I read this sentence today and needed to pause to think about it for a little while.
“There is more happening while we wait than just waiting.”
The author was talking about how frustrating it is to wait. How weary we get, how cranky and frustrated and wishing it would be over – so we can get to where we’re going, “go back to normal”, start something new, end something old…
…but the waiting has so much in it.
It reminded me of a section of the Dr Seuss book, “Oh, the places you’ll go!”. And there’s a whole section in there about how waiting kicks in when you’re just getting going:
“You’ll pass the whole gang and you’ll soon take the lead. Wherever you fly, you’ll be best of the best. Wherever you go, you will top all the rest.
Except when you don’t.
Because, sometimes, you won’t.
I’m sorry to say so but, sadly, it’s true…You will come to a place where the streets are not marked. Some windows are lighted. But mostly they’re darked.
A place you could sprain both your elbow and chin! Do you dare to stay out? Do you dare to go in?How much can you lose? How much can you win? And IF you go in, should you turn left or right…or right-and-three-quarters? Or, maybe, not quite? Or go around back and sneak in from behind?
You can get so confused that you’ll start in to race down long wiggled roads at a break-necking pace and grind on for miles cross weirdish wild space…
..headed, I fear, toward a most useless place.
The Waiting Place.
For people just waiting.
Waiting for a train to go or a bus to come, or a plane to go or the mail to come, or the rain to go or the phone to ring, or the snow to snow or the waiting around for a Yes or No or waiting for their hair to grow.
Everyone is just waiting.
Waiting for the fish to bite or waiting for the wind to fly a kite or waiting around for Friday night or waiting, perhaps, for their Uncle Jake or a pot to boil, or a Better Break or a string of pearls, or a pair of pants or a wig with curls, or Another Chance.
Everyone is just waiting.”
I’ve felt a lot of heaviness this week – so many people I know personally who are grieving the loss of a father, a child, a brother, a family member, a friend… so many losses, so much death. And part of grief is waiting. Waiting for the pain to pass or the hope to come or the questions to be answered or the peace to return.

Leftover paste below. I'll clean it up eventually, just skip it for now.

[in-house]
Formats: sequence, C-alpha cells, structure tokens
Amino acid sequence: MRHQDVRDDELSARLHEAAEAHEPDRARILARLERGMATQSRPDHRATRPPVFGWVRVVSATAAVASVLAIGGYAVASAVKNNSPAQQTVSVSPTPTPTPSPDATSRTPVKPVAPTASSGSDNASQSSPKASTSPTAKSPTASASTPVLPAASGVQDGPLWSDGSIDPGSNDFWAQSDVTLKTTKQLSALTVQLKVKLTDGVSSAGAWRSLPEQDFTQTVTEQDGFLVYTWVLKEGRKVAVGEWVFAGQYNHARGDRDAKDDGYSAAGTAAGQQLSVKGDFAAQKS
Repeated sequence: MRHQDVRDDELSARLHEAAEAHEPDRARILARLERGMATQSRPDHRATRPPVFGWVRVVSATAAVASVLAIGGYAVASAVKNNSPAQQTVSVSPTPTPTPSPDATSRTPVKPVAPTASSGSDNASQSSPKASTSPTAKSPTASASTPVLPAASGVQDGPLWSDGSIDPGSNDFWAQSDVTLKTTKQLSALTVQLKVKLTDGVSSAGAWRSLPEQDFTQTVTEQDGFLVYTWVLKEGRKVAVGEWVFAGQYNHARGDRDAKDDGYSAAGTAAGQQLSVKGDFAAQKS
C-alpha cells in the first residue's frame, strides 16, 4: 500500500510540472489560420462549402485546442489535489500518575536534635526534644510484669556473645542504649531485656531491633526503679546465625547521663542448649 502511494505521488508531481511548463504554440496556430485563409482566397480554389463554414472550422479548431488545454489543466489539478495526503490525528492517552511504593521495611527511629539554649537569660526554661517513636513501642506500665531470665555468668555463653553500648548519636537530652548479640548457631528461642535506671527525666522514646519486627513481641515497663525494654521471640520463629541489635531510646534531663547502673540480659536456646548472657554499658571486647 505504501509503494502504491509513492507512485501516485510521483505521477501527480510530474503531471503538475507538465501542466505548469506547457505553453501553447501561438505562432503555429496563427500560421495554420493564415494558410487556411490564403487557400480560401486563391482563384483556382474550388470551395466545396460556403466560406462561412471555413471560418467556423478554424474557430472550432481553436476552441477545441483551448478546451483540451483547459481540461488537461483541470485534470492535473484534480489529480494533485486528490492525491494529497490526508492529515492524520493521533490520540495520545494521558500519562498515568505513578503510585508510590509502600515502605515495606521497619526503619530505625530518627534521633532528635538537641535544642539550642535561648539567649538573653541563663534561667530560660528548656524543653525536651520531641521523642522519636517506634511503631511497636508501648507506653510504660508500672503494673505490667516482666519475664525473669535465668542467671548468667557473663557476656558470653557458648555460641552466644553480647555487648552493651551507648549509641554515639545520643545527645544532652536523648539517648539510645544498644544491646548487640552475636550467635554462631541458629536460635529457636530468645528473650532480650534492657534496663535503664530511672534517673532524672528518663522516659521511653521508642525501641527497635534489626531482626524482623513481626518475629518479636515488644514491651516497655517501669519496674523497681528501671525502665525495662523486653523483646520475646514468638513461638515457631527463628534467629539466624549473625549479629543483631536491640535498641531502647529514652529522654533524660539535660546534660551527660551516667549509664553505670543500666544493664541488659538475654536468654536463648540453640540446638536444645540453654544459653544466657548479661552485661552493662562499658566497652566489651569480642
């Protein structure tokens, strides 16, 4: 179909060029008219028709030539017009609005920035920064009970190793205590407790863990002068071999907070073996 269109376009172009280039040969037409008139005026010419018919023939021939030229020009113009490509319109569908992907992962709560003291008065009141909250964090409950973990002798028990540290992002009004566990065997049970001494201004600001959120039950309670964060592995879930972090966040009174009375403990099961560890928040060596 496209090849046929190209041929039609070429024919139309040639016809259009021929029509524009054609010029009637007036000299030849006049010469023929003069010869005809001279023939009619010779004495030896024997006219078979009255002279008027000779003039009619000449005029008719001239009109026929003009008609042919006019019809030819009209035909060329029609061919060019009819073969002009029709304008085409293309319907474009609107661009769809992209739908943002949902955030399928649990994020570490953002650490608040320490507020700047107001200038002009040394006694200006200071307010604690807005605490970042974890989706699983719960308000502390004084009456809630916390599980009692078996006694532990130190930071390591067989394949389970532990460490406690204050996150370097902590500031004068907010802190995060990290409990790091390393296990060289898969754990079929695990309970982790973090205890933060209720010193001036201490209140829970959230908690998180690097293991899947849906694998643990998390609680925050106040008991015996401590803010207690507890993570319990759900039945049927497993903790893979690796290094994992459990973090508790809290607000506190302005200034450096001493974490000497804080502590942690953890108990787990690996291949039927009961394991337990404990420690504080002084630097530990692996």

And it helps me, a little, and I hope it helps you and others to remember that waiting FOR something is not the whole story. The waiting is the story, too.
There’s growth. And figuring things out. And grief. And figuring yourself out. And listening. And working through all the emotions.
There’s love. And people you care about. And remembering to take the pictures because you’ll be glad later you did. And maybe even some laughter.
There’s quiet. Maybe we don’t like it much, and we wish the noise back, but it’s a healing quiet. And rest, and sleep, and thinking.
There’s work. Figuring out what is going well and what isn’t. What systems need created or people need hired or emails sent (or not). There’s gratefulness for work helping you to get your mind off the waiting, and there’s realising it’s become a distraction because you don’t want to think or feel too much so at least work is always there.
I’m so used to the concept of productivity that the waiting work feels useless.
But it’s not.
It’s getting me to what I didn’t even know I was waiting for.